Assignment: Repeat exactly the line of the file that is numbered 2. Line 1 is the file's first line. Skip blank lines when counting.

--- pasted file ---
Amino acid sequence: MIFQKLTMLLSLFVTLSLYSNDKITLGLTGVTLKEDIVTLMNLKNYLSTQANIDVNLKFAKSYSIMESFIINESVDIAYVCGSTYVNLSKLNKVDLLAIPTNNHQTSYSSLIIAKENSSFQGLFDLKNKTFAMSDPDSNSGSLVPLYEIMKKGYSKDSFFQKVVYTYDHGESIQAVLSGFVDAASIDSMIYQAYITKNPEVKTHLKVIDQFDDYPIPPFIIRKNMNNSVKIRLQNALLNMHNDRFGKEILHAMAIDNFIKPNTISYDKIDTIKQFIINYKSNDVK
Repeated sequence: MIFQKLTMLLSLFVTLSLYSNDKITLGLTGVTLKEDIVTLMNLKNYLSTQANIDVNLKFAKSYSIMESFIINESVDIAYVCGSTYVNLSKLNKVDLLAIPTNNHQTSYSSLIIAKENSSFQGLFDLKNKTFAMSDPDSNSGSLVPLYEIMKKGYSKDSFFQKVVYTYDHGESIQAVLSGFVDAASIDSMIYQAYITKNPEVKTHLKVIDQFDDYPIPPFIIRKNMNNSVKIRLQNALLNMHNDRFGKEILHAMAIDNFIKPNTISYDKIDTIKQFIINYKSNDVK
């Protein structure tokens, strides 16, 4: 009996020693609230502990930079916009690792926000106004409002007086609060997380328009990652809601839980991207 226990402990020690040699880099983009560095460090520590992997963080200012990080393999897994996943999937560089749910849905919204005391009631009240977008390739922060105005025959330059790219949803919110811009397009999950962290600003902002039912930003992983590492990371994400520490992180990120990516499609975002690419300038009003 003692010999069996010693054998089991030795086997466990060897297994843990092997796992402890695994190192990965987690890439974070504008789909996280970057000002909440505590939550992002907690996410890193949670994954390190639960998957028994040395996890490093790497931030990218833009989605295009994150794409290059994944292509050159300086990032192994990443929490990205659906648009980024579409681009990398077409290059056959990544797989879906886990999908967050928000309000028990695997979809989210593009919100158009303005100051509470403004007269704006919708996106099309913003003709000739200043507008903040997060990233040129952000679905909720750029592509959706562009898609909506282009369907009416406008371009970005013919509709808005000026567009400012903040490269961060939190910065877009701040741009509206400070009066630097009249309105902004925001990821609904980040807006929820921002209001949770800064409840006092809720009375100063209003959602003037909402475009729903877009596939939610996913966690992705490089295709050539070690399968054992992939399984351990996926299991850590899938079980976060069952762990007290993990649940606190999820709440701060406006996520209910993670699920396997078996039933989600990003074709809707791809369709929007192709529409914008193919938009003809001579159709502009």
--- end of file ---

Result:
Repeated sequence: MIFQKLTMLLSLFVTLSLYSNDKITLGLTGVTLKEDIVTLMNLKNYLSTQANIDVNLKFAKSYSIMESFIINESVDIAYVCGSTYVNLSKLNKVDLLAIPTNNHQTSYSSLIIAKENSSFQGLFDLKNKTFAMSDPDSNSGSLVPLYEIMKKGYSKDSFFQKVVYTYDHGESIQAVLSGFVDAASIDSMIYQAYITKNPEVKTHLKVIDQFDDYPIPPFIIRKNMNNSVKIRLQNALLNMHNDRFGKEILHAMAIDNFIKPNTISYDKIDTIKQFIINYKSNDVK